When I first read Amazon was releasing Fire TV, I think I may have shouted “YESSSSSSS!”. After glancing over the specs, this is probably the most excited I have ever been about a single product for a while. I am not lying when I say this is the single best streaming player available to the U.S. market. The Amazon Fire TV gives consumers the ability to access 100,000’s shows and movies, millions of songs, and hundred of video games. All in the easiest possible format. But how is this relevant to photography?
The Fire TV allows users to instantly upload images and video to cloud services that can instantly be streamed on the TV. This means if you are shooting in studio, you can have the images immediately pop up onto a full resolution HDTV. It is also a very neat way to use a HDTV for not only entertainment, but you can use it to display images to clients during consultations or when delivering images to clients in person. Using the cloud service also double acts as a back up of your images. One idea I had with the Amazon Fire TV is to use the HD slideshow feature as a potential centerpiece for trade shows or studio presentations. I am all about combining the use of things and incorporating different way of using these things into my business. The Fire TV could easily be one of those.
If you are not familiar with streaming media players, they are units that can connect to your HDTV to stream anything from videos, photos, games, etc. Most of these streaming media players come with all of the popular TV Show/Video subscription services installed. These include Nextflix, Amazon Prime, and Hulu. The Fire TV comes with all of these. Below is a list of just SOME of the subscriptions services, games, music, etc that are available on the Fire TV. The User Interface: A Thing of Beauty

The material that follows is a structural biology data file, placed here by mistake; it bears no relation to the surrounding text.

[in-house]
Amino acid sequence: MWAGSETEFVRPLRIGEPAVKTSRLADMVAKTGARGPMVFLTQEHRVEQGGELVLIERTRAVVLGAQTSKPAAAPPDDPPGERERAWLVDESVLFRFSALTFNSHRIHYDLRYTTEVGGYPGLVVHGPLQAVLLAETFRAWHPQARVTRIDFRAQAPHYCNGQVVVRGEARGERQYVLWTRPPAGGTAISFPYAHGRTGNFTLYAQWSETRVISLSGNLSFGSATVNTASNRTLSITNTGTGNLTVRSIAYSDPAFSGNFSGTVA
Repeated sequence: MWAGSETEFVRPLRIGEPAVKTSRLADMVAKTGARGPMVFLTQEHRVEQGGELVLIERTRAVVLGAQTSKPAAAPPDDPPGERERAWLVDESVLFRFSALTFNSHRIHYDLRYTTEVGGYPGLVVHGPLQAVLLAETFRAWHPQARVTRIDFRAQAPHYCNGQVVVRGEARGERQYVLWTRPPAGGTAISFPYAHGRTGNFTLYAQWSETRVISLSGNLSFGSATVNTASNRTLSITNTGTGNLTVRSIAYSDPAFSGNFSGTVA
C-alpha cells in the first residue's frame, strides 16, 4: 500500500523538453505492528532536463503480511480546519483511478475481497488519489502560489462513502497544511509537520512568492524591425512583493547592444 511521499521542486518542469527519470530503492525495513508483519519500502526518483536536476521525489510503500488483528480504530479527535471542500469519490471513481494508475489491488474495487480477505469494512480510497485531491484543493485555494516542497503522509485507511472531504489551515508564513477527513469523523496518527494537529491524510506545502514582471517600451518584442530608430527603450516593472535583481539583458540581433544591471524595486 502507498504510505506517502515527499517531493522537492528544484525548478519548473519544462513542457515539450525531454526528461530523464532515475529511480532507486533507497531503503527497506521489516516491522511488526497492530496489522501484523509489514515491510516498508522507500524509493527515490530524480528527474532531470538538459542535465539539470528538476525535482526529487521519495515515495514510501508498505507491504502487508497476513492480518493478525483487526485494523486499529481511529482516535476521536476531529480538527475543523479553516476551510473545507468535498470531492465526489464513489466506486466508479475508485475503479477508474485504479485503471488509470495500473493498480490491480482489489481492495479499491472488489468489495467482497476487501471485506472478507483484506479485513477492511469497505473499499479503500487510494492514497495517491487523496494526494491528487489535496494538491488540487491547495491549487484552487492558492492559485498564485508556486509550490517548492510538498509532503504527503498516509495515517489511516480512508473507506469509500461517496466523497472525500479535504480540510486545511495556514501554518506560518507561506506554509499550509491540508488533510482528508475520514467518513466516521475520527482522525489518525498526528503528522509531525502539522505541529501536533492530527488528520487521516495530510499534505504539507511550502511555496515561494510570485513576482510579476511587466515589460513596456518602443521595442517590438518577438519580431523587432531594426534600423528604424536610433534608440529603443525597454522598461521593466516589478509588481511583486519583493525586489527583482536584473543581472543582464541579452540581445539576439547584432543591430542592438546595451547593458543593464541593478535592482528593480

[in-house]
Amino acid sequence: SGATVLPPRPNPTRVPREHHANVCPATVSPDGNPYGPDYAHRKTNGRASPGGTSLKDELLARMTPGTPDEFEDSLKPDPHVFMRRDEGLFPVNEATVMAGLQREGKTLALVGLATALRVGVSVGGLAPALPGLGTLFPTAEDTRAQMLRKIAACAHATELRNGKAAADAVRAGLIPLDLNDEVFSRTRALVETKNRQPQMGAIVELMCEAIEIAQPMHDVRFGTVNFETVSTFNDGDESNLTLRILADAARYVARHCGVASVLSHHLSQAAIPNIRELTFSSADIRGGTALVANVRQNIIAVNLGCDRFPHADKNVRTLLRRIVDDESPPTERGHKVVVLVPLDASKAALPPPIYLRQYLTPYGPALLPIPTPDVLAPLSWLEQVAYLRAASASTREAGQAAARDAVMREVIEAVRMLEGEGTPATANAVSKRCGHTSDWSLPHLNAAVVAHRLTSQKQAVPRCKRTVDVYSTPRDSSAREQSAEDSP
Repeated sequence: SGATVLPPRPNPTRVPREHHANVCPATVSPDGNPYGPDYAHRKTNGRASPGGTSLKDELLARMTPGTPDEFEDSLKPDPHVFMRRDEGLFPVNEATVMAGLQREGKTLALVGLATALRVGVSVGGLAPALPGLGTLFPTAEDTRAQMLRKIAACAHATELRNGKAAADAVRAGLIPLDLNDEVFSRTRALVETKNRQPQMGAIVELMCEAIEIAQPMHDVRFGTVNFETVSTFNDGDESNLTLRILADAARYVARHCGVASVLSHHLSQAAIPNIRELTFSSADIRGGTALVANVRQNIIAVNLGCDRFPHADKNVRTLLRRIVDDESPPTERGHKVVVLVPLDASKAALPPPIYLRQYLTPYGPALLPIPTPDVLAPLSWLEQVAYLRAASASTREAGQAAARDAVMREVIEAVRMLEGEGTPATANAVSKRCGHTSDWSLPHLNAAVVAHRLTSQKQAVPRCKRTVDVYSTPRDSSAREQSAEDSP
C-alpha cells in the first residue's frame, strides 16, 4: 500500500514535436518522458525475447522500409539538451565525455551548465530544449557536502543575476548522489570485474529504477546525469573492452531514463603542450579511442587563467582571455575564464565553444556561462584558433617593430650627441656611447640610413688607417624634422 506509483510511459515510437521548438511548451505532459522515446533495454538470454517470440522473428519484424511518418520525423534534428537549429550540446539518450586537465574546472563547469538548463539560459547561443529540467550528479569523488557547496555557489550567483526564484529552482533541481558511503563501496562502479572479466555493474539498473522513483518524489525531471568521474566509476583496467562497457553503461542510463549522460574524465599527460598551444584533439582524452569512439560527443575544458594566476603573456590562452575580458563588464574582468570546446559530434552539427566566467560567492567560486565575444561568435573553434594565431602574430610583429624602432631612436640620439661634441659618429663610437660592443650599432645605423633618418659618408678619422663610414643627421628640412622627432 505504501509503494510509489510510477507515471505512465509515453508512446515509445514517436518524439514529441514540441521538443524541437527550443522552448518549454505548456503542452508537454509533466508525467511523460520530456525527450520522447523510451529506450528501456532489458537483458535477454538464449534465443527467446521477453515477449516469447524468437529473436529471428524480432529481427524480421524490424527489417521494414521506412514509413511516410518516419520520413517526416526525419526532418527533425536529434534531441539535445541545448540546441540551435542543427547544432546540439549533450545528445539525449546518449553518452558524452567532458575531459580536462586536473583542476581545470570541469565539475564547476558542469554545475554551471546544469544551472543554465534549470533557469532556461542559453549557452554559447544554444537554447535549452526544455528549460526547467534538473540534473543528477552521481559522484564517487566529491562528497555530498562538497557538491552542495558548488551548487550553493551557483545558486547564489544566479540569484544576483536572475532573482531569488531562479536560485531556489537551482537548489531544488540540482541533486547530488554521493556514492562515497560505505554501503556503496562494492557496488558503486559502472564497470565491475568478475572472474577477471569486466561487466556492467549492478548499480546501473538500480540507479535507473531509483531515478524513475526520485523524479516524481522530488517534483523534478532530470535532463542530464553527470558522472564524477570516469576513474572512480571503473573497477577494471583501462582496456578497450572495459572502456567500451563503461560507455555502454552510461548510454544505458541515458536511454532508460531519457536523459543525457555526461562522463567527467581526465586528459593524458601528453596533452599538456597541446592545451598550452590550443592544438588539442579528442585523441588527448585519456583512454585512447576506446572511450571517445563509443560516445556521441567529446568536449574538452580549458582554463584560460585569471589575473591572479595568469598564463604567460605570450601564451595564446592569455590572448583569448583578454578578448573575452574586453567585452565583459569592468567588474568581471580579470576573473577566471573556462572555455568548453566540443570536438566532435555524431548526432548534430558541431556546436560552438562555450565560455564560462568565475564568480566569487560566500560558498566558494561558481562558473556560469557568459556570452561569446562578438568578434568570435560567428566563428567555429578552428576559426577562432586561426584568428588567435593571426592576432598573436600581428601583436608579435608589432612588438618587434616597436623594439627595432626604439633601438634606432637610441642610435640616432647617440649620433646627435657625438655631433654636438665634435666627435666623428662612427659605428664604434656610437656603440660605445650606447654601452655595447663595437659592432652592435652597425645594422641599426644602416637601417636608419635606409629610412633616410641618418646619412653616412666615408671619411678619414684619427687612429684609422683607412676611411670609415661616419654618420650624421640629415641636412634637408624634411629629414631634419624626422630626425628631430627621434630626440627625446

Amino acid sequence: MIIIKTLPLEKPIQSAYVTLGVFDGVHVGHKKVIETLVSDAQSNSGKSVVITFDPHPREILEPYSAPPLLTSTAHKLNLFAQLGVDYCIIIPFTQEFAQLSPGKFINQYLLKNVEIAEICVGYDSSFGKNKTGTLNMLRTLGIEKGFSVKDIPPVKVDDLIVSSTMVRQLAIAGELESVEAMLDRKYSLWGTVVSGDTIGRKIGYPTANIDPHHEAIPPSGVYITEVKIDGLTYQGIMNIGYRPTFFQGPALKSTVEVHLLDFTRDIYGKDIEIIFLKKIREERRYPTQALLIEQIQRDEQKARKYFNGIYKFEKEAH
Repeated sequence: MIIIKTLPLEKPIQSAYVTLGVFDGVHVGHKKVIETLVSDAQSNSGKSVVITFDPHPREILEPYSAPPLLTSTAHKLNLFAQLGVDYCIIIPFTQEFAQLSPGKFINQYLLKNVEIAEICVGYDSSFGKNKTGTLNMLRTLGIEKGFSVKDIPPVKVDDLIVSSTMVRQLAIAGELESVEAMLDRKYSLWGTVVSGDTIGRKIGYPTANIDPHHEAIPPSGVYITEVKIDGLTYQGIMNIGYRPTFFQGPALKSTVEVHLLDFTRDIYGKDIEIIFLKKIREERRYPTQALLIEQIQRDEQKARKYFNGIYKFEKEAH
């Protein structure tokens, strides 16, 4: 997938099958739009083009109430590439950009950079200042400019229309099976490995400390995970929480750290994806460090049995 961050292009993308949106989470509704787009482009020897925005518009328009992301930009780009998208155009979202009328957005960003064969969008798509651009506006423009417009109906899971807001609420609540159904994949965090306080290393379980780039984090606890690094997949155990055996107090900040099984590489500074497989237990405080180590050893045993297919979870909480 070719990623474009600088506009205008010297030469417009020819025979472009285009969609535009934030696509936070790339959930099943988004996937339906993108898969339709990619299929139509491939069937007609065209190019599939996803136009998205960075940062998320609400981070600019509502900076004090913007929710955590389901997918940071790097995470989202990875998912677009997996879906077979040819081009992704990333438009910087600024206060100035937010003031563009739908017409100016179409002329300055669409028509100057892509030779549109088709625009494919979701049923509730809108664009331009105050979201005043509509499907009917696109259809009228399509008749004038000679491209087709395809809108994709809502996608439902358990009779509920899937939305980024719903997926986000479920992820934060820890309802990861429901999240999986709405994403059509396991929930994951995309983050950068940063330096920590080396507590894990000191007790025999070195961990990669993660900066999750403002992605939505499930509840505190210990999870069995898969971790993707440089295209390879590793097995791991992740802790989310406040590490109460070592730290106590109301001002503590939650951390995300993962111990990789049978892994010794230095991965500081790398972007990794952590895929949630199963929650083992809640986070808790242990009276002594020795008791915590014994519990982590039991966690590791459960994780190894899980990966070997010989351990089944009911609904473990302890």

The interface of the Fire TV is unbelievable. A lot of other streaming players I have used have always been extremely slow and not very responsive. Amazon has done a great job at realizing this was an issue for consumers and have given the Fire TV one hell of a user interface. What I enjoy most about this unit’s interface compared to other is you also have the ability to basically customize a few lists so you can always have quick access to your shows and movies. The sleek design and unparalleled attention to details make navigating this system a pleasure. You do not have to go through a million menus to find a show or change a setting. My kind of gig.
We can not talk about user interface without mentioning the remote. Yes, I said remote. The Fire TV’s remote is a thing of beauty on its own. Sleek, simple, and easy. There are 7 buttons, a scrollable track pad (for navigation like the old iPods), and microphone. Thanks to that microphone, being a couch bum just got easier! For all you lazy peeps like myself, you will be excited to know that you can voice search for shows and videos. It’s like having SIRI for your TV and works great. Another mentionable feature of the remote is its bluetooth connectivity. Like the Roku 3, you no longer need a “line of sight” to navigate the TV with the remote. For gaming use, the Amazon Fire TV requires the Fire Game Controller. The only downfall about this is that you have to purchase it separately. Which is nice if your like me and do not play games, then it keeps the cost of the unit down. No worries if you do play a lot of games, the controller is only $39.99 and it is quite impressive. The controller reminds me a lot of the XBOX controller. Smooth, black, and easy to hold. Like most modern game controllers, it is wireless and comes with all of your usual analog sticks and gaming controls.